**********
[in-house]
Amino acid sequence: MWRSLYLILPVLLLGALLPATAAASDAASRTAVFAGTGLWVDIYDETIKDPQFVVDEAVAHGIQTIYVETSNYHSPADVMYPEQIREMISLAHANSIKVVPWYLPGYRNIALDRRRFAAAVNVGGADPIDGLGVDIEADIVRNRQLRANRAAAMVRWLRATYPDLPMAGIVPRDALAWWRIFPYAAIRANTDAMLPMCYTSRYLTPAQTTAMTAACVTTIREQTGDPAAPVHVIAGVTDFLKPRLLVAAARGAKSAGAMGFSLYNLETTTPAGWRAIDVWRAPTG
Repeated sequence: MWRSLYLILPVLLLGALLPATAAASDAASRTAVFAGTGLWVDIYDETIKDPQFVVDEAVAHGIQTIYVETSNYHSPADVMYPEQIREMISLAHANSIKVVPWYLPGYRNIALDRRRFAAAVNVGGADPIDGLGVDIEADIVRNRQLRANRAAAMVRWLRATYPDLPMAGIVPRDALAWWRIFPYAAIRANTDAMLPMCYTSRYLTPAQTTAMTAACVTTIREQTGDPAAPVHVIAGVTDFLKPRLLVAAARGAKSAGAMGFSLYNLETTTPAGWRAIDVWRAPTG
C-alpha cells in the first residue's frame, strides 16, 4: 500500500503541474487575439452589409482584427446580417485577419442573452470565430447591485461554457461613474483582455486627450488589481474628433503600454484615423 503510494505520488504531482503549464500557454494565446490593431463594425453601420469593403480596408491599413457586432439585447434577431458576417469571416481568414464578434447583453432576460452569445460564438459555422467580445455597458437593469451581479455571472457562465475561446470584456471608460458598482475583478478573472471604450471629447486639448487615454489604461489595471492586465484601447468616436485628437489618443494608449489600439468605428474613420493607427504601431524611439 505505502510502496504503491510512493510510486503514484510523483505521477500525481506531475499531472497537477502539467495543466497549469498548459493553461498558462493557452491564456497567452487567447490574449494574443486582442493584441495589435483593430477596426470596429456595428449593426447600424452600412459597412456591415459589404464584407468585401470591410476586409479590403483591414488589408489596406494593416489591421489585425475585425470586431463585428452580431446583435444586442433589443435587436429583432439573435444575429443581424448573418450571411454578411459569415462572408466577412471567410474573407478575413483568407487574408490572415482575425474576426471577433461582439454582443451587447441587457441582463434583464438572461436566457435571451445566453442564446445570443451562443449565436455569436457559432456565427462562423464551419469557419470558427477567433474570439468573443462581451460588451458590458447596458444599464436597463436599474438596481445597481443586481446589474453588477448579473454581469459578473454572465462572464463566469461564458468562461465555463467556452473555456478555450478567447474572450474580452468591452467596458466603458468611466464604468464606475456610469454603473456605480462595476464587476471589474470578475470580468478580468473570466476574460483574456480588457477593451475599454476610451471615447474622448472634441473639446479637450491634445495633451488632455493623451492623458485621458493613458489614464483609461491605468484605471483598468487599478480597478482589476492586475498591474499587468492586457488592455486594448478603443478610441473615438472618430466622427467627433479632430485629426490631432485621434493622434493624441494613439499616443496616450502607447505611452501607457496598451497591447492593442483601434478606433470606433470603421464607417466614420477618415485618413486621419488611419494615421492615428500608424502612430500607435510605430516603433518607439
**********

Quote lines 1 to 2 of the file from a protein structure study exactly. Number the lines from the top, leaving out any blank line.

[in-house]
Amino acid sequence: MWRSLYLILPVLLLGALLPATAAASDAASRTAVFAGTGLWVDIYDETIKDPQFVVDEAVAHGIQTIYVETSNYHSPADVMYPEQIREMISLAHANSIKVVPWYLPGYRNIALDRRRFAAAVNVGGADPIDGLGVDIEADIVRNRQLRANRAAAMVRWLRATYPDLPMAGIVPRDALAWWRIFPYAAIRANTDAMLPMCYTSRYLTPAQTTAMTAACVTTIREQTGDPAAPVHVIAGVTDFLKPRLLVAAARGAKSAGAMGFSLYNLETTTPAGWRAIDVWRAPTG